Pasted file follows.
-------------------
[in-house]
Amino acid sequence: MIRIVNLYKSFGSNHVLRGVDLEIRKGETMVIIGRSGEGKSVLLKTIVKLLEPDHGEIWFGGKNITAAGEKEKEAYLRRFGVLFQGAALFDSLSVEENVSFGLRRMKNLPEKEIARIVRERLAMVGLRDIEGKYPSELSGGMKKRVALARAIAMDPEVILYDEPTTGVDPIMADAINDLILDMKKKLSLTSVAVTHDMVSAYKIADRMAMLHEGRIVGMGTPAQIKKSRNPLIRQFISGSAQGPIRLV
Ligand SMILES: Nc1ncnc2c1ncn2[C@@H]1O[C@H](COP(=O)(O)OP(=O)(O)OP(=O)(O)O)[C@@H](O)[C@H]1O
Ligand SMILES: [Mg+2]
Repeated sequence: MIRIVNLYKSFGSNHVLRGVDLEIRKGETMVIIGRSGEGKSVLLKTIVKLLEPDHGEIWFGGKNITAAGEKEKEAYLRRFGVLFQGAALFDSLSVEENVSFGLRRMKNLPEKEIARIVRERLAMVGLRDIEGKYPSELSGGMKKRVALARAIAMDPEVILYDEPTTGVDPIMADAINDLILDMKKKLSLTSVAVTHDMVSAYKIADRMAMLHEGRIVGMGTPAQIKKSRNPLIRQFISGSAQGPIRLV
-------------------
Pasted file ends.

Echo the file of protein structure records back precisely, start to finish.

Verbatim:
[in-house]
Amino acid sequence: MIRIVNLYKSFGSNHVLRGVDLEIRKGETMVIIGRSGEGKSVLLKTIVKLLEPDHGEIWFGGKNITAAGEKEKEAYLRRFGVLFQGAALFDSLSVEENVSFGLRRMKNLPEKEIARIVRERLAMVGLRDIEGKYPSELSGGMKKRVALARAIAMDPEVILYDEPTTGVDPIMADAINDLILDMKKKLSLTSVAVTHDMVSAYKIADRMAMLHEGRIVGMGTPAQIKKSRNPLIRQFISGSAQGPIRLV
Ligand SMILES: Nc1ncnc2c1ncn2[C@@H]1O[C@H](COP(=O)(O)OP(=O)(O)OP(=O)(O)O)[C@@H](O)[C@H]1O
Ligand SMILES: [Mg+2]
Repeated sequence: MIRIVNLYKSFGSNHVLRGVDLEIRKGETMVIIGRSGEGKSVLLKTIVKLLEPDHGEIWFGGKNITAAGEKEKEAYLRRFGVLFQGAALFDSLSVEENVSFGLRRMKNLPEKEIARIVRERLAMVGLRDIEGKYPSELSGGMKKRVALARAIAMDPEVILYDEPTTGVDPIMADAINDLILDMKKKLSLTSVAVTHDMVSAYKIADRMAMLHEGRIVGMGTPAQIKKSRNPLIRQFISGSAQGPIRLV